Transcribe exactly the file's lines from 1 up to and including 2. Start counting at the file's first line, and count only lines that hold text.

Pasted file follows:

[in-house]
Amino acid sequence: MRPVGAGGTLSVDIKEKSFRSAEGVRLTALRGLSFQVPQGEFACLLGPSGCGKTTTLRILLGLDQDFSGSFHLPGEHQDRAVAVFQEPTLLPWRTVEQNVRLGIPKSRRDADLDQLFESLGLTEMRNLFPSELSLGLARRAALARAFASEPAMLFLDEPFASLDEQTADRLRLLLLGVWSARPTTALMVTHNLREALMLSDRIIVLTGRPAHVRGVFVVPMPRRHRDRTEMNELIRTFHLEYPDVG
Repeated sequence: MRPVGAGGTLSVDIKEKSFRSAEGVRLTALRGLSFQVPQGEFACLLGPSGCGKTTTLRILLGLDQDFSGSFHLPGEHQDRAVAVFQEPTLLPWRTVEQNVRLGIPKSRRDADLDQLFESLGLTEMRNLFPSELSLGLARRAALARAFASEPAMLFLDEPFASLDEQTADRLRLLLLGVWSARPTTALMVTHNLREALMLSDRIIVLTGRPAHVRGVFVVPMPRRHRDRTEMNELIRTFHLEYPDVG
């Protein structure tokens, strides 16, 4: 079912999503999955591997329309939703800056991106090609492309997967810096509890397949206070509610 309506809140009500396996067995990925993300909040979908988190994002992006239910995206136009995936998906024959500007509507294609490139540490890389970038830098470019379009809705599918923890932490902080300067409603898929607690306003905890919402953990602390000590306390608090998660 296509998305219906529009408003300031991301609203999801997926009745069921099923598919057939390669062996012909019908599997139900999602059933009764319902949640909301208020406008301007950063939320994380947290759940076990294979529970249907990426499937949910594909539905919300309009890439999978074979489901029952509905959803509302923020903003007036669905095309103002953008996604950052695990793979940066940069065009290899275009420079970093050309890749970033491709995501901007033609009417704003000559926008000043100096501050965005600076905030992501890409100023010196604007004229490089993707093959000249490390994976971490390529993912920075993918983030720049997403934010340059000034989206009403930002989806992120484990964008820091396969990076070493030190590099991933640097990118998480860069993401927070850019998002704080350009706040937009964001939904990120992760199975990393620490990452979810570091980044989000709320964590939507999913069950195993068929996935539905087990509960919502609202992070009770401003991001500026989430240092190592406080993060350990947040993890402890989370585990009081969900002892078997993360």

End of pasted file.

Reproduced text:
[in-house]
Amino acid sequence: MRPVGAGGTLSVDIKEKSFRSAEGVRLTALRGLSFQVPQGEFACLLGPSGCGKTTTLRILLGLDQDFSGSFHLPGEHQDRAVAVFQEPTLLPWRTVEQNVRLGIPKSRRDADLDQLFESLGLTEMRNLFPSELSLGLARRAALARAFASEPAMLFLDEPFASLDEQTADRLRLLLLGVWSARPTTALMVTHNLREALMLSDRIIVLTGRPAHVRGVFVVPMPRRHRDRTEMNELIRTFHLEYPDVG